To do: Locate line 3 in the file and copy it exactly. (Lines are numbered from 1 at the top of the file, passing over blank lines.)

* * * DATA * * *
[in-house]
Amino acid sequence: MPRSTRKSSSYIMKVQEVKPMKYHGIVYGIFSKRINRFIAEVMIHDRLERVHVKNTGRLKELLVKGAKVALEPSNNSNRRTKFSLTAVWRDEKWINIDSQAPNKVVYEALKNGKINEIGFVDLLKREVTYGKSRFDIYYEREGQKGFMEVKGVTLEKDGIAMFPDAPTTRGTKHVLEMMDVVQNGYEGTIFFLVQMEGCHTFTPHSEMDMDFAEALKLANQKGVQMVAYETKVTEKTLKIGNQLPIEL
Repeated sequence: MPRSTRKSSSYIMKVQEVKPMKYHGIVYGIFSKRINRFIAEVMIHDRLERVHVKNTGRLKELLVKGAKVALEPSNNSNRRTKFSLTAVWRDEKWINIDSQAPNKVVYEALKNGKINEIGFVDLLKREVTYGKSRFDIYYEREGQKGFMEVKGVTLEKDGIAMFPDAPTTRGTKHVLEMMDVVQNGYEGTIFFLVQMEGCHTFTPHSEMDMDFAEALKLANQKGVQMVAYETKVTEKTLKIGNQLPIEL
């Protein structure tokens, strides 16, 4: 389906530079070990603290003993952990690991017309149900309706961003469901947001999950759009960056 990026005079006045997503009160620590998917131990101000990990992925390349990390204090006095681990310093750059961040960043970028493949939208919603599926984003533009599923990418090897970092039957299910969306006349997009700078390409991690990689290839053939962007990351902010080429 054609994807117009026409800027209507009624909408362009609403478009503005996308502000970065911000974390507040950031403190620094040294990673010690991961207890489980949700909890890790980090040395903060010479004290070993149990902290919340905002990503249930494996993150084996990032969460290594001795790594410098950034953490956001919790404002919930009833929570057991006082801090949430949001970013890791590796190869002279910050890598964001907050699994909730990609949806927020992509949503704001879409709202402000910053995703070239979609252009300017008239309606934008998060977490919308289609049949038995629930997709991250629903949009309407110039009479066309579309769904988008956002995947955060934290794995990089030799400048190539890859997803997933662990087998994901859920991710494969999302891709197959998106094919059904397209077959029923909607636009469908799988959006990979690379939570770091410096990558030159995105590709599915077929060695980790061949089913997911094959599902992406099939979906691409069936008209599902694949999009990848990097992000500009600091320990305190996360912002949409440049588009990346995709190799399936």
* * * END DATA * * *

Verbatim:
Repeated sequence: MPRSTRKSSSYIMKVQEVKPMKYHGIVYGIFSKRINRFIAEVMIHDRLERVHVKNTGRLKELLVKGAKVALEPSNNSNRRTKFSLTAVWRDEKWINIDSQAPNKVVYEALKNGKINEIGFVDLLKREVTYGKSRFDIYYEREGQKGFMEVKGVTLEKDGIAMFPDAPTTRGTKHVLEMMDVVQNGYEGTIFFLVQMEGCHTFTPHSEMDMDFAEALKLANQKGVQMVAYETKVTEKTLKIGNQLPIEL